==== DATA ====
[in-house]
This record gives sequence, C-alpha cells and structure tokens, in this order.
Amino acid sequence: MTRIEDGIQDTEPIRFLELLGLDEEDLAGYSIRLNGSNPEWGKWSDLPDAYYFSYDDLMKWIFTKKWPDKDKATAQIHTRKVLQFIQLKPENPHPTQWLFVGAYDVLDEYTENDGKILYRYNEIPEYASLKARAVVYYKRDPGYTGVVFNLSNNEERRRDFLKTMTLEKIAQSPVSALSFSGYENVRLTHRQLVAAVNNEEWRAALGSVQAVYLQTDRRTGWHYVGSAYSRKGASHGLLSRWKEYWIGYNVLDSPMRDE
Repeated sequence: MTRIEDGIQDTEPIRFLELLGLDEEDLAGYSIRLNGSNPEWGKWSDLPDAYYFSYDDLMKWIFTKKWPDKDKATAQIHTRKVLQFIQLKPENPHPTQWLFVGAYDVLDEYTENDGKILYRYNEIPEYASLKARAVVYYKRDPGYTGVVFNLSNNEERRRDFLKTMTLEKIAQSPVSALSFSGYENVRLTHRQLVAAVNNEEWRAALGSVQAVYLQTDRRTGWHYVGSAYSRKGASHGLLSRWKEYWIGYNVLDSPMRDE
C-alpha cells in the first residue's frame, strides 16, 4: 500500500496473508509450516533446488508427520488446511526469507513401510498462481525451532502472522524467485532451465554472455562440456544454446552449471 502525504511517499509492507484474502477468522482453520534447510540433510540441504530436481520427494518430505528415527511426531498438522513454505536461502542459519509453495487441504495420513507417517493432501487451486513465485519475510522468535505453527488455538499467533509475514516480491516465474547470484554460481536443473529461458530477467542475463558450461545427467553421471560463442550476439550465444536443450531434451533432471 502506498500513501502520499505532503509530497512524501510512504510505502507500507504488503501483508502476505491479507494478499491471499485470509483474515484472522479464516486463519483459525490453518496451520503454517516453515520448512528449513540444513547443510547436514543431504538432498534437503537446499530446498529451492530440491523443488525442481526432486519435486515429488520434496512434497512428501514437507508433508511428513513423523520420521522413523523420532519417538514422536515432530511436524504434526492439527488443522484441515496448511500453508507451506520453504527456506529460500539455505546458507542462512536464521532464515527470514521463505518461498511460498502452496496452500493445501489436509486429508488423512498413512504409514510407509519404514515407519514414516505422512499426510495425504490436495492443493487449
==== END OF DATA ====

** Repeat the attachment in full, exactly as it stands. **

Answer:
[in-house]
This record gives sequence, C-alpha cells and structure tokens, in this order.
Amino acid sequence: MTRIEDGIQDTEPIRFLELLGLDEEDLAGYSIRLNGSNPEWGKWSDLPDAYYFSYDDLMKWIFTKKWPDKDKATAQIHTRKVLQFIQLKPENPHPTQWLFVGAYDVLDEYTENDGKILYRYNEIPEYASLKARAVVYYKRDPGYTGVVFNLSNNEERRRDFLKTMTLEKIAQSPVSALSFSGYENVRLTHRQLVAAVNNEEWRAALGSVQAVYLQTDRRTGWHYVGSAYSRKGASHGLLSRWKEYWIGYNVLDSPMRDE
Repeated sequence: MTRIEDGIQDTEPIRFLELLGLDEEDLAGYSIRLNGSNPEWGKWSDLPDAYYFSYDDLMKWIFTKKWPDKDKATAQIHTRKVLQFIQLKPENPHPTQWLFVGAYDVLDEYTENDGKILYRYNEIPEYASLKARAVVYYKRDPGYTGVVFNLSNNEERRRDFLKTMTLEKIAQSPVSALSFSGYENVRLTHRQLVAAVNNEEWRAALGSVQAVYLQTDRRTGWHYVGSAYSRKGASHGLLSRWKEYWIGYNVLDSPMRDE
C-alpha cells in the first residue's frame, strides 16, 4: 500500500496473508509450516533446488508427520488446511526469507513401510498462481525451532502472522524467485532451465554472455562440456544454446552449471 502525504511517499509492507484474502477468522482453520534447510540433510540441504530436481520427494518430505528415527511426531498438522513454505536461502542459519509453495487441504495420513507417517493432501487451486513465485519475510522468535505453527488455538499467533509475514516480491516465474547470484554460481536443473529461458530477467542475463558450461545427467553421471560463442550476439550465444536443450531434451533432471 502506498500513501502520499505532503509530497512524501510512504510505502507500507504488503501483508502476505491479507494478499491471499485470509483474515484472522479464516486463519483459525490453518496451520503454517516453515520448512528449513540444513547443510547436514543431504538432498534437503537446499530446498529451492530440491523443488525442481526432486519435486515429488520434496512434497512428501514437507508433508511428513513423523520420521522413523523420532519417538514422536515432530511436524504434526492439527488443522484441515496448511500453508507451506520453504527456506529460500539455505546458507542462512536464521532464515527470514521463505518461498511460498502452496496452500493445501489436509486429508488423512498413512504409514510407509519404514515407519514414516505422512499426510495425504490436495492443493487449